Karen

 

 


 

Trusted Pioneer
Posts: 7
Registered: ‎04-17-2018

Re: ACA Penalty

I don't see why I can't deduct my insurance premiums from my gross wages, and then figure my AGI. You can't do this because the tax law doesn't allow it. I'm sure there are lots of tax laws that don't make sense. My employer can subtract my health insurance premiums from my taxable income but I can't. This little tid-bit of information cost me $1,000 this year. Not to mention the ridiculous cost for health insurance. I'm not ranting at you, just in general. 

 

As long as that self-employment business made enough profit to cover your insurance premiums you could deduct them from your income. (But then you'd have to report your SE business income as well.) I can't report zero income from a SE business? Does the source of money to pay my insurance matter? 

Council Member
Posts: 548
Registered: ‎04-06-2016

Re: ACA Penalty


@Chris5446 wrote:

I don't see why I can't deduct my insurance premiums from my gross wages, and then figure my AGI. You can't do this because the tax law doesn't allow it. I'm sure there are lots of tax laws that don't make sense. My employer can subtract my health insurance premiums from my taxable income but I can't. This little tid-bit of information cost me $1,000 this year. Not to mention the ridiculous cost for health insurance. I'm not ranting at you, just in general. I completely understand. 

 

As long as that self-employment business made enough profit to cover your insurance premiums you could deduct them from your income. (But then you'd have to report your SE business income as well.) I can't report zero income from a SE business? Does the source of money to pay my insurance matter? You can report zero income from a SE business, but if you did you couldn't deduct the insurance premiums from your income.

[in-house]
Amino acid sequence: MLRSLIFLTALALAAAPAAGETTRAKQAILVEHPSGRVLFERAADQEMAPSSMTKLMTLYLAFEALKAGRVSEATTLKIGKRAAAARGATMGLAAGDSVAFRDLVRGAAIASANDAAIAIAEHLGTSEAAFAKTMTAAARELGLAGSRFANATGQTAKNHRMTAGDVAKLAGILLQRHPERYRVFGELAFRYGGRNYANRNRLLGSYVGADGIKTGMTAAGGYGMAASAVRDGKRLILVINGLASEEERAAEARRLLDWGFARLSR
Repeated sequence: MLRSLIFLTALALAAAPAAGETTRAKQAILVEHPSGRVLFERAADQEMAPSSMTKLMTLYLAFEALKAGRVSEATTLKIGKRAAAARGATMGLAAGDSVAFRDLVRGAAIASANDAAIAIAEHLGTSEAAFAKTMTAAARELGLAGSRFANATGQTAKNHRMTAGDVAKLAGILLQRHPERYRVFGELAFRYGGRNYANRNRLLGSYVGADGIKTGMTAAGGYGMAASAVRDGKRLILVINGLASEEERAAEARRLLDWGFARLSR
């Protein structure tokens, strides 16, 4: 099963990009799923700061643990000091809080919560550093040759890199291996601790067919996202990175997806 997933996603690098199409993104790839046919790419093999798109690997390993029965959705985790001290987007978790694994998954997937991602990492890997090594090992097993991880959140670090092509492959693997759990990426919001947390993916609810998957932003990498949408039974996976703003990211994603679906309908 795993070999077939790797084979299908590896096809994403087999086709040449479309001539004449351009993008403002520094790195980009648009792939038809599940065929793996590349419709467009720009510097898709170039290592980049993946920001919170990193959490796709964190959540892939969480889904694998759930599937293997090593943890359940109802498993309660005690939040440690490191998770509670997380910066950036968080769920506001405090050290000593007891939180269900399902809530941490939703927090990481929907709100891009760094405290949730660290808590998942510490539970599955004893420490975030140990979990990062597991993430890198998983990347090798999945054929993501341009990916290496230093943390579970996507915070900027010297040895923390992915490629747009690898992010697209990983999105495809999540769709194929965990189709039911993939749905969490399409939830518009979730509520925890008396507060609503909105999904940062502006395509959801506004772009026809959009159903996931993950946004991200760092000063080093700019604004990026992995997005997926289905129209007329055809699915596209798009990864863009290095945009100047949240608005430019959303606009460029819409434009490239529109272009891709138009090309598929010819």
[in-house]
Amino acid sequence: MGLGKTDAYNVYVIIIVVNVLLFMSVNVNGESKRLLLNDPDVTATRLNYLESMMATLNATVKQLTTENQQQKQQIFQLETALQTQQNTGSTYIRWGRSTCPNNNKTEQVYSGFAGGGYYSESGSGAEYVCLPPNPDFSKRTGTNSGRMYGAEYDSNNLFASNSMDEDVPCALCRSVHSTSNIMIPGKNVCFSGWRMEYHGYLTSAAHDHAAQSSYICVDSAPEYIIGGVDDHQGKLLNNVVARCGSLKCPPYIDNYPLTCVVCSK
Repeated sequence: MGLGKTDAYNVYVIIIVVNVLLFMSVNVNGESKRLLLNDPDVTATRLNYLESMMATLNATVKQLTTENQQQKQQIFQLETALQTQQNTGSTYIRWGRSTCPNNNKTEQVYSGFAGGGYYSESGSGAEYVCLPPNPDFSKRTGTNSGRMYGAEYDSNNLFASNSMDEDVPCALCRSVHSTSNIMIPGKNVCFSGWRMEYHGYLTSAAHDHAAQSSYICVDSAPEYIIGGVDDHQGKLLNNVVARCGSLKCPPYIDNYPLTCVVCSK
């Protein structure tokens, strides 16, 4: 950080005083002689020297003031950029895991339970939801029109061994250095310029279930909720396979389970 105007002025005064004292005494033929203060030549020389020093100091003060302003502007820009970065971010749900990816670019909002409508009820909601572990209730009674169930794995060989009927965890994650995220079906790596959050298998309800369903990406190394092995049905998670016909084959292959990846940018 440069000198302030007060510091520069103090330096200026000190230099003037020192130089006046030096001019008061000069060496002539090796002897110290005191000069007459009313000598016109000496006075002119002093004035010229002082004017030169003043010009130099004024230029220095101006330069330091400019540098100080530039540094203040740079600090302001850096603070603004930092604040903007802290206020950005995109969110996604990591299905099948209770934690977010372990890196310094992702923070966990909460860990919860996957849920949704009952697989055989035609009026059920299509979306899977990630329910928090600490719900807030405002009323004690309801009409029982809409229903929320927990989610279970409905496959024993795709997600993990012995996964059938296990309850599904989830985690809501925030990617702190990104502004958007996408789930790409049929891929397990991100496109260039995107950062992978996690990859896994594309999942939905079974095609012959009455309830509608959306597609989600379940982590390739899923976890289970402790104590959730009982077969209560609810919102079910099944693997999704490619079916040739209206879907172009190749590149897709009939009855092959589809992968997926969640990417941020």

Actually, I was just looking up the conditions to claim the SEHI deduction (pp 32-33) in the 1040 instructions: https://www.irs.gov/pub/irs-pdf/i1040gi.pdf , and saw this:

"But if you also were eligible to participate in any subsidized health plan maintained by your or your spouse's employer for any month or part of a month in 2017, amounts paid for health insurance coverage for that month can't be used to figure the deduction. Also, if you were eligible for any month or part of a month to participate in any subsidized health plan maintained by the employer of either your dependent or your child who was under age 27 at the end of 2017, don’t use amounts paid for coverage for that month to figure the deduction." 

So if you were eligible for coverage through your employer and chose not to take it and instead purchased insurance from your SE business, it wouldn't be deductible anyway.

 

Karen


 

Trusted Pioneer
Posts: 7
Registered: ‎04-17-2018

Re: ACA Penalty

Karen, you've been very helpful. In conclusion, there are no tax breaks for a single, middle aged, born and raised American male, with no kids, that works 40 hours a week, and makes more than $20K and less than $80K and does not have any health issues. 

Council Member
Posts: 548
Registered: ‎04-06-2016

Re: ACA Penalty